He Loved the Ragmuffins
Lepers, prostitutes, Samaritans, tax collectors, gluttons, children, women, the diseased, crippled, mentally unstable, and all garden-variety sinners were at home with Jesus because of the Spirit of the Lord that was upon Him. In fact, the knock on Jesus was that His standards were very low when it came to His associations and locations of ministry. But by working seamlessly with the Holy Spirit, Jesus fully expressed the heart of God toward these aliens in his own culture, challenging the disciples at many levels and, on more than one occasion, causing reactions among them.
The men of Pentecost followed suit in the Spirit. Fresh from the upper room, they ran headlong into cultural and religious discrimination against certain widows who were falling through the cracks in the system. It could have easily been glossed over in the chaos of the moment, but the Holy Spirit would not allow it. Instead men full of the Holy Spirit mobilized to make those who felt forgotten secure.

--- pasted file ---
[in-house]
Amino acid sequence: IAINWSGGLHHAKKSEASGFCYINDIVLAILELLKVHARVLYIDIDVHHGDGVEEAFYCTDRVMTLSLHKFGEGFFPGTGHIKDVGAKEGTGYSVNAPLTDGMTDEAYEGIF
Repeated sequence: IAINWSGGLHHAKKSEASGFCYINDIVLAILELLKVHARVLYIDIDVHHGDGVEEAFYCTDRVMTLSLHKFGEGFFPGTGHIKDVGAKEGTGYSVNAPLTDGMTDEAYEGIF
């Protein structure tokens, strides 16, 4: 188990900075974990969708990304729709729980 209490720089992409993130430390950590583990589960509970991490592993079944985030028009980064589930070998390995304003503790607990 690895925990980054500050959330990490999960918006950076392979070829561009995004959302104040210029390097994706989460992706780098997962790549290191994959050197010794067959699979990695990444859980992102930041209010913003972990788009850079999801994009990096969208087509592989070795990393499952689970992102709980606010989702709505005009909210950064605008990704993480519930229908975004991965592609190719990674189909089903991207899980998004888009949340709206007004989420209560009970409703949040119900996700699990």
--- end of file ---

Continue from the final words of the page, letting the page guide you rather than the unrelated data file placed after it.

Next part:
When you look at the ministry of Jesus and the men of Pentecost, you see walls falling down: ethnic walls, cultural walls, economic walls, and even religious walls. You can’t miss this! The Holy Spirit was at work, transcending the established culture to make the most vulnerable among them feel secure. In the process, everyone present was witness to the authority of the kingdom of God over the cultures of men. A higher allegiance was seen. A witness started building, male culture started acting out of character, and stuff started happening. That is the story of the men of Pentecost. All of us have felt rejected. The Holy Spirit hates that feeling as much as we do, and in God’s family there are no cousins or in-laws — only sons and daughters. The opportunity to go from creation of God to a child of God is available to all.
Father, thank you that you accept me and unconditionally, sins and all.